“Wo to me,” says Paul, “if I do not preach the gospel; for necessity is laid on me.”
(1 Corinthians 9:16.)

All flesh is grass. First, it ought to be observed, that he does not speak merely of the frailty of human life, but extends the discourse farther, so as to reduce to nothing all the excellence which men think that they possess. David indeed compares this life to grass, (Psalm 103:15,) because it is fading and transitory; but the context shews that the Prophet does not speak only of the outward man, but includes the gifts of the mind, of which men are exceedingly proud, such as prudence, courage, acuteness, judgment, skill in the transactions of business, in which they think that they excel other animals; and this is more fully expressed by that which immediately follows —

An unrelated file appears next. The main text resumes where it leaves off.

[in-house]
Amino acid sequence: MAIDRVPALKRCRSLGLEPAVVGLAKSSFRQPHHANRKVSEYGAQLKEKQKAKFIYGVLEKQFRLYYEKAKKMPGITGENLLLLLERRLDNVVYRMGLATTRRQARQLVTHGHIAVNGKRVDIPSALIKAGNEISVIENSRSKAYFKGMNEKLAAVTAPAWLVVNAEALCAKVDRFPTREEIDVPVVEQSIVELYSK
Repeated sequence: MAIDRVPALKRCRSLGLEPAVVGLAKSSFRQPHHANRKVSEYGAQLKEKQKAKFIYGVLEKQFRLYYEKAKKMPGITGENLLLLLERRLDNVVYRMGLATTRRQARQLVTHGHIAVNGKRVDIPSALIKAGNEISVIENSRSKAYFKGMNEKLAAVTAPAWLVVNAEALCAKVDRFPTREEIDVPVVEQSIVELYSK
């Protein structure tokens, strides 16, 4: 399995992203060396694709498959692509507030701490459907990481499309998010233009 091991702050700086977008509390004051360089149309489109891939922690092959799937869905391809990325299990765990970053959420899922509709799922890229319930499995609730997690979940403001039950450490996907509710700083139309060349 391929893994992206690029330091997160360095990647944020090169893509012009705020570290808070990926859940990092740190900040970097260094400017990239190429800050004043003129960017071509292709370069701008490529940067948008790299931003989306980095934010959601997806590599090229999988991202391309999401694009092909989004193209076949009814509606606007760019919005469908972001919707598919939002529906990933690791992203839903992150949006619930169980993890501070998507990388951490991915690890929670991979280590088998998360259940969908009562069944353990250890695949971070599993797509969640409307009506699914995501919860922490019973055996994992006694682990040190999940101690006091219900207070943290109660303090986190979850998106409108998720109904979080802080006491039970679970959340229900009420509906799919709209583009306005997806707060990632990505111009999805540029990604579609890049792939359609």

All the grace of it. Some translate חסדו (chasdo) “his glory;” others, “his kindness;” but I have preferred the word “grace,” by which I mean everything that procures honor and esteem to men. Yet a passive signification may also be admitted; as if the Prophet had said, that all that is excellent and worthy of applause among men is the absolute kindness of God. Thus David calls God “the God of his kindness,” (Psalm 59:10, 17,) because he acknowledges him to be the author of all blessings, and ascribes it to his grace that he has obtained them so largely and abundantly. It is indeed certain that חסד (chesed) here denotes all that is naturally most highly valued among men, and that the Prophet condemns it for vanity, because there is an implied contrast between the ordinary nature of mankind and the grace of regeneration.